2. False positives and consequences for businesses
Since we’ve moved from consumer to business environments, let’s look at things from a higher-level perspective – that of a system administrator or an IT security team: when a malware alert is triggered pointing to a certain file, for example, they have to investigate the issue in order to ensure the file is clean. If the alarm turns out to be a false one, then their time is wasted. Which is why, the more false positives they receive, the greater the chance they ignore the next alarm. And when that happens in a business environment, things can get quite messy. Case in point: the Target security breach – their IT security team ignored malware alerts they got before they realized their systems had actually been breached, leaving some 40 million credit and debit cards and personal data of 70 million customers exposed to hackers. Granted, the malware alerts in this case were part of far more complex detection systems than your ordinary antivirus software. And the reasons for them failing to take immediate action are not entirely known, but they may vary from lack of security resources, to lack of a structured mitigation plan. However, regardless of the detection systems and risk mitigation policies they have in place, the fact of the matter is that false positives cost companies a great deal of money. A recent report conducted by the Ponemon Institute shows that companies spend around 21,000 hours annually analyzing false negatives and/or false positives. Which means they spend roughly $1.3 million per year on activities triggered by inaccurate or erroneous intelligence.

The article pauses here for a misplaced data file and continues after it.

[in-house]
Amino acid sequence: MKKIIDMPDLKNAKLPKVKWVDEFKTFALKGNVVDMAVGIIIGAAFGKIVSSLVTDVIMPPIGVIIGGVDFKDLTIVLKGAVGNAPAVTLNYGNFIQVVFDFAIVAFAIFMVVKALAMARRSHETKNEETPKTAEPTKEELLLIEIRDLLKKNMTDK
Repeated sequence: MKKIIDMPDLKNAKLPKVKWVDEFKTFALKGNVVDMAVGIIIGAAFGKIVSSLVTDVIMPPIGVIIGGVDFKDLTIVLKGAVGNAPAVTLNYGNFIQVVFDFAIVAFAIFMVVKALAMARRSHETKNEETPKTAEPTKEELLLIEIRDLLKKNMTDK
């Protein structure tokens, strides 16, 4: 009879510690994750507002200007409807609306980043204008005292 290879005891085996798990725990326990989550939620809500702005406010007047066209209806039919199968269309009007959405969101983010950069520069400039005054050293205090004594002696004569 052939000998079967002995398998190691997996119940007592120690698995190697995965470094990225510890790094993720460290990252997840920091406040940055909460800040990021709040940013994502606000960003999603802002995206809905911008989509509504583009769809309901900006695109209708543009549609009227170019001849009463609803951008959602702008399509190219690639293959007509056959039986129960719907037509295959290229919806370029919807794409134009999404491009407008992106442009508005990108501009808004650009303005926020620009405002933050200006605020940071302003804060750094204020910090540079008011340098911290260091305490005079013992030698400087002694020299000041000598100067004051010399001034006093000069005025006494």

3. False positives and consequences for software developers
As mentioned above, some less known software developers may also be affected by false positives, if some security software falsely detected their legitimate programs as malware. Needless to say, such false alarms would drive away potential customers.
4. False positives and consequences for antivirus vendors
Last but not least, antivirus vendors may also be affected in a number of ways. If their product detects false positives frequently, or one false positive has a widespread impact, their Technical Support team may get overwhelmed with complaints and they may even get bad press.
If the antivirus company uses third-party antispam or antivirus technology, they won’t be able to control the situation directly, but would have to rely on their provider for improvements.
The quality of an antivirus engine can be measured by its false positive rates
Because of all the issues end-users and organizations face when dealing with false positives, any reputable independent test agency puts high emphasis on low false positive rates.